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I can't seem to figure out to make join statements.

select usrs.*
from
    students s
    join system_users usrs on
        s.father=usrs.user_id
        OR s.mother=usrs.user_id
        OR s.guardian=usrs.user_id
where s.user_id = '201209083'

I have this query, and it returns :

+------------+---------+--------+--------+
| user_id    | contact | status | rights |
+------------+---------+--------+--------+
| f201209083 |    4093 | active | NULL   |
| g201209083 |    4095 | active | NULL   |
| m201209083 |    4094 | active | NULL   |
+------------+---------+--------+--------+

Now what I need is to use the information of the contact column to retrieve more information and join it with this table:

select
    *
from
    address
where
    contact_id = (contact column);

I need help with implementing it in one query.

P.S. Can someone tell me what this technique is called? I cannot find information on this by just searching for JOINs. Or a link to learn would be even better.

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3 Answers 3

up vote 1 down vote accepted

You could take that current statement as a sub-query and join it as such:

SELECT * FROM address 
JOIN (
    SELECT 
        usrs.* 
    FROM 
        students s 
        JOIN system_users usrs ON s.father=usrs.user_id OR s.mother=usrs.user_id OR s.guardian=usrs.user_id 
    WHERE 
        s.user_id = '201209083'
) AS temp 
ON contact_id = (contact column);

That should give you the original results combined with the results from the address table.

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This is exactly what I needed! Thank you :) –  Cartman Nov 27 '12 at 18:37

One option is to alter the first statement to return only the column you're evaluating against:

select usrs.contact
from
    students s
    join system_users usrs on
        s.father=usrs.user_id
        OR s.mother=usrs.user_id
        OR s.guardian=usrs.user_id
where s.user_id = '201209083'

...and then use that as the condition for evaluating contact_id:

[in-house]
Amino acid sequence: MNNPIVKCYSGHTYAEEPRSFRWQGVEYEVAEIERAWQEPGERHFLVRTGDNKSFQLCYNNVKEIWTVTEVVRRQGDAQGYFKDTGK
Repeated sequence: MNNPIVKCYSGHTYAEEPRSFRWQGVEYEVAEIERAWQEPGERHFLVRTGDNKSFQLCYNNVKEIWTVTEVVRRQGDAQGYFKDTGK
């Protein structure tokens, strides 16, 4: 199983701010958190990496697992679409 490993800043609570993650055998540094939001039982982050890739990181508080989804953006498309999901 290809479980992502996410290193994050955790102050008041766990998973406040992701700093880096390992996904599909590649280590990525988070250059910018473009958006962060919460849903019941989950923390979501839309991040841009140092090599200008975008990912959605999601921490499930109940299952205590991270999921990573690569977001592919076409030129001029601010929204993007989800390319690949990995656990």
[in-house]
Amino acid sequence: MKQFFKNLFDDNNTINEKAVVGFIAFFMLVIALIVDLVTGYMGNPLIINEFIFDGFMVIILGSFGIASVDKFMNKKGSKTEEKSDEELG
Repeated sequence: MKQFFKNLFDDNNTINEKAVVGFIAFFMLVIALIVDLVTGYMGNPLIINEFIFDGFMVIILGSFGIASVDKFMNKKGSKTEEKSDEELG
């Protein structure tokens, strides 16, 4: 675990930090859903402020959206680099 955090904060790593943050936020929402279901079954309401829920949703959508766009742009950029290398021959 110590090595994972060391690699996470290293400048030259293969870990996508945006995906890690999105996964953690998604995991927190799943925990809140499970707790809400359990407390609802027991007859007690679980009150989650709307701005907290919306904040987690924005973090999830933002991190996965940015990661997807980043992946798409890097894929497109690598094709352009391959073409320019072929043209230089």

SELECT
    *
FROM
    address
WHERE
    contact_id IN (
        SELECT usrs.contact
        FROM
            students s
            JOIN system_users usrs ON
                s.father=usrs.user_id
                OR s.mother=usrs.user_id
                OR s.guardian=usrs.user_id
        WHERE s.user_id = '201209083'
    )

This is often called a subquery or subselect, and it's supported in MySQL since 4.1. The "IN" predicate will be true if contact_id matches any of the values returned by the inner query.

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I think I need to sharpen my knowledge with 'IN'. Thanks :D –  Cartman Nov 27 '12 at 18:38
    
Glad to help. You might experiment with something simpler, like SELECT * FROM address WHERE contact_id IN (4093, 4094, 4095) to get a feel for what's happening. The subquery just generates the list dynamically. –  GargantuChet Nov 27 '12 at 18:58

Once you have several tables in a join, you can continue joining to more tables, like this:

Select a.*,usrs.*
from students s
join system_users usrs on s.father=usrs.user_id OR s.mother=usrs.user_id OR s.guardian=usrs.user_id
join addresses a on a.contact_id=usrs.contact
where s.user_id = '201209083'
share|improve this answer
    
Your answer only displays the result of the last query. I need both tables joined together. –  Cartman Nov 27 '12 at 18:35
1  
@Cartman You can add usrs.* to the projection to get the results that you want. –  dasblinkenlight Nov 27 '12 at 18:41

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